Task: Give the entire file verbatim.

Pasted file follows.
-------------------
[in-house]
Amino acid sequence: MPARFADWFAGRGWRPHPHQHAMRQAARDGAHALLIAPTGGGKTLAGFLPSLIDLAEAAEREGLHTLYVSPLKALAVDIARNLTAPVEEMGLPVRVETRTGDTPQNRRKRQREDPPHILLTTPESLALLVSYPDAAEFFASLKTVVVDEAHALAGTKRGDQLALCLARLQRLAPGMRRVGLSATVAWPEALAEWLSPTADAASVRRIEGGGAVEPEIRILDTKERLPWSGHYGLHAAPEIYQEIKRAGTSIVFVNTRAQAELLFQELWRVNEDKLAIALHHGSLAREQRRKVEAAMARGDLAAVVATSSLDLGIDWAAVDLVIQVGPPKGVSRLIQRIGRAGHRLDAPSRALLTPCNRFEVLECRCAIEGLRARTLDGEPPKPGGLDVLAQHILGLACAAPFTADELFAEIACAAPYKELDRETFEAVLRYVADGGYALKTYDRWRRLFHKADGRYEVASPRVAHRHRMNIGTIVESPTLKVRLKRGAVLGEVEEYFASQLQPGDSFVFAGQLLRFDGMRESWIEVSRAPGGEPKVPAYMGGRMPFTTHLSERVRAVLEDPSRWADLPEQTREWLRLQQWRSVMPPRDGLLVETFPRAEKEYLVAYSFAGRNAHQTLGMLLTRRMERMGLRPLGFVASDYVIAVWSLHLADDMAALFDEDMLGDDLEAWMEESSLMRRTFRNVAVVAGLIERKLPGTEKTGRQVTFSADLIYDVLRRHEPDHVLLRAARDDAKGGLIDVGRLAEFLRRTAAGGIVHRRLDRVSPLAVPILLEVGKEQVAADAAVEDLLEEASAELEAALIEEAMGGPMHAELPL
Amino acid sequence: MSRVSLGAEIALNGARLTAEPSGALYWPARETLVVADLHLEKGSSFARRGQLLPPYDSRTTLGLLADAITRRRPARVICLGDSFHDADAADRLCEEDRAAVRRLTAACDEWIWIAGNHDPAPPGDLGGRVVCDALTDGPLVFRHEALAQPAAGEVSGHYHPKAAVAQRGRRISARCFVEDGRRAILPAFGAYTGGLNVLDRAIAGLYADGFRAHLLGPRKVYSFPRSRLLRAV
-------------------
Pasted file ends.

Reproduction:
[in-house]
Amino acid sequence: MPARFADWFAGRGWRPHPHQHAMRQAARDGAHALLIAPTGGGKTLAGFLPSLIDLAEAAEREGLHTLYVSPLKALAVDIARNLTAPVEEMGLPVRVETRTGDTPQNRRKRQREDPPHILLTTPESLALLVSYPDAAEFFASLKTVVVDEAHALAGTKRGDQLALCLARLQRLAPGMRRVGLSATVAWPEALAEWLSPTADAASVRRIEGGGAVEPEIRILDTKERLPWSGHYGLHAAPEIYQEIKRAGTSIVFVNTRAQAELLFQELWRVNEDKLAIALHHGSLAREQRRKVEAAMARGDLAAVVATSSLDLGIDWAAVDLVIQVGPPKGVSRLIQRIGRAGHRLDAPSRALLTPCNRFEVLECRCAIEGLRARTLDGEPPKPGGLDVLAQHILGLACAAPFTADELFAEIACAAPYKELDRETFEAVLRYVADGGYALKTYDRWRRLFHKADGRYEVASPRVAHRHRMNIGTIVESPTLKVRLKRGAVLGEVEEYFASQLQPGDSFVFAGQLLRFDGMRESWIEVSRAPGGEPKVPAYMGGRMPFTTHLSERVRAVLEDPSRWADLPEQTREWLRLQQWRSVMPPRDGLLVETFPRAEKEYLVAYSFAGRNAHQTLGMLLTRRMERMGLRPLGFVASDYVIAVWSLHLADDMAALFDEDMLGDDLEAWMEESSLMRRTFRNVAVVAGLIERKLPGTEKTGRQVTFSADLIYDVLRRHEPDHVLLRAARDDAKGGLIDVGRLAEFLRRTAAGGIVHRRLDRVSPLAVPILLEVGKEQVAADAAVEDLLEEASAELEAALIEEAMGGPMHAELPL
Amino acid sequence: MSRVSLGAEIALNGARLTAEPSGALYWPARETLVVADLHLEKGSSFARRGQLLPPYDSRTTLGLLADAITRRRPARVICLGDSFHDADAADRLCEEDRAAVRRLTAACDEWIWIAGNHDPAPPGDLGGRVVCDALTDGPLVFRHEALAQPAAGEVSGHYHPKAAVAQRGRRISARCFVEDGRRAILPAFGAYTGGLNVLDRAIAGLYADGFRAHLLGPRKVYSFPRSRLLRAV